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The Stolen Photos

November 17, 2012

He knelt on the edge of the hearth as he carefully folded and tightly twisted sheets of newspaper into long thin strips; placing them on the grate as he built winters first open fire. He turned towards the open door behind him briefly before pulling out a small pile of photos from his back trouser pocket, he looked searchingly at each one, before as with the newspaper he twisted them into paper kindling before methodically placing them too on the cold grate. Finally he had the last photo in his hand, the one that broken his heart, he half smiled at his own over dramatic, sad and tragic thoughts, yet, his heart felt broken with loss. This photo reached out a mocking, accusing finger directed at him in a way the others hadn’t, they had allowed him his fantasy, this seemed a more personal portrait, she was sitting in the garden looking tired yet still managing to smile at the camera, the type of smile you pull when someone you are close to insists on taking a snap-shot whilst ignoring your pleas to leave you alone, because you look dreadful. She was sitting there at a picnic bench in what looked like old jeans and t-shirt, there was a lawn mower in the shot and children playing in the distance an everyday domestic scene, that excluded him, denied him, accused him. All his photos of her had been downloaded from Facebook and twitter, photos he had stolen from other photographers, friends, family and work colleagues, photos scanned, saved and printed, none of them taken by him, and he had to admit none ever would be. He didn’t have the right to take a photo of her and couldn’t take the risk of owning one. He had never asked her for one, the moments they had shared lingered in their memories alone, where their pictures remained private. But he couldn’t resist stealing the photos just as they had stolen kisses and moments that never lasted long enough, well for him anyway.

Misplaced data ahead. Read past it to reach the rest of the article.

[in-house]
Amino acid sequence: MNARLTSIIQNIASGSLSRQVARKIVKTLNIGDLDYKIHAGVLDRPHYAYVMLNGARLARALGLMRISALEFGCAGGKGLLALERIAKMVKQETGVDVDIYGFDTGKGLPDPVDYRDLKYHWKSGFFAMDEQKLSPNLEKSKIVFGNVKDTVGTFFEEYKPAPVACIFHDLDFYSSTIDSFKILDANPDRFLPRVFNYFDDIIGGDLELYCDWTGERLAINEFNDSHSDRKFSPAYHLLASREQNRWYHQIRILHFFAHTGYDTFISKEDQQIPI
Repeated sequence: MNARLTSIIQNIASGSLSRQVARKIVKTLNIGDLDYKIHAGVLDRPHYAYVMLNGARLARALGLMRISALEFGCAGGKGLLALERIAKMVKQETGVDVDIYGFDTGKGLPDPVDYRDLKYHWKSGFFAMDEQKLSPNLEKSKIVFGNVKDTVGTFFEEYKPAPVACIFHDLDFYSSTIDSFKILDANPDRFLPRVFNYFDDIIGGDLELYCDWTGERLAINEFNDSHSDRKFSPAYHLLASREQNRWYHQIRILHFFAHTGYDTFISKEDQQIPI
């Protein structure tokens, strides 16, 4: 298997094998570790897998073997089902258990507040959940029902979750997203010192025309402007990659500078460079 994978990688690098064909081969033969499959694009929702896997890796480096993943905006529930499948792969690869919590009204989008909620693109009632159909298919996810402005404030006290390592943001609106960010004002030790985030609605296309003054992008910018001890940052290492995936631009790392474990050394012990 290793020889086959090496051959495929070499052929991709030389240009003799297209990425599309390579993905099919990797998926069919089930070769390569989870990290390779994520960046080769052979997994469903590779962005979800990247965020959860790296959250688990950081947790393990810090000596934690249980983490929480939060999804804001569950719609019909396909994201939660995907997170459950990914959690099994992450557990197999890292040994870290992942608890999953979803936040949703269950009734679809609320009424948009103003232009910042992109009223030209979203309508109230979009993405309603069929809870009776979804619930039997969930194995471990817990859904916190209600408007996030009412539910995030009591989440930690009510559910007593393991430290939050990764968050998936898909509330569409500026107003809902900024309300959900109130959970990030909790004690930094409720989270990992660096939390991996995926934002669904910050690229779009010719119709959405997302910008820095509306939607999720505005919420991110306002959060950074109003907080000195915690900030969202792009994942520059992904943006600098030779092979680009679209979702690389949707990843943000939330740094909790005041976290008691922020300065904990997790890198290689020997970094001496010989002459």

The photographer in taking this photo and her by her tired attempt at a pleasing yet exasperated smile reached out not just to the photographer but to him as well and stated clearly she is mine, I can photograph her whenever I want and she will always smile, and he knew in that moment of looking at it that he had to let her go.

You would think that he wanted a naked or sexy photo of her taken in one of those instantly forgettable hotel rooms and it was the lack of that, that he lamented, but no it was the ordinariness of her smiling directly at him that he regretted not having, that lack of familiarity, of fondness. He flashed back to how once whilst during a meal he had rested his chin on his hand and had realised he still had her smell on his fingers, evidence of her passion. Had he stolen her odour as well? Or was it borrowed or even a gift he’d been given, a gift that all too soon vanished. He hadn’t showered that night reluctant to let it go, falling asleep with a secret smile, that until now he had refused to let go. He felt a sharp pain in his chest and throat as he swallowed a hard lump of rising tears. He began to twist the photo into a long thin strip, reluctantly placing it onto the rest. He reached for the coal bucket and spread a thin layer of coal on top then set fire to the paper and kindling. The lit match caught the damp gleam in his eye before the paper caught and began to burn with a rainbow flame. Sighing he knew he had to extinguish his.
A cool draught beat his back as the door flew open “Mum! Dad’s lit the fire” Screeched Joshua down the hall. “Can you help me with my homework?” he asked in a quieter tone. He turned his back on the fire as he flashed his son an exasperated smile.

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One comment

  1. This is by far the best every day occurrence experience I am the other end of. Shame its gone to the extream point where I get slapped or water tipped over me. Who ever wrote thise should be proud.

    Its amazing.



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Caroline Criado-Perez

A Pox on the Patriarchy

feministmeup

Lady things, explained.

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"I have long argued that the giving of offence, and even hate speech, should be a moral matter but not a matter for the criminal law. That is as true on the football pitch as on the streets. We should always challenge racism. We should also always challenge attacks on liberties in the guise of faux antiracism." Kenan Malik

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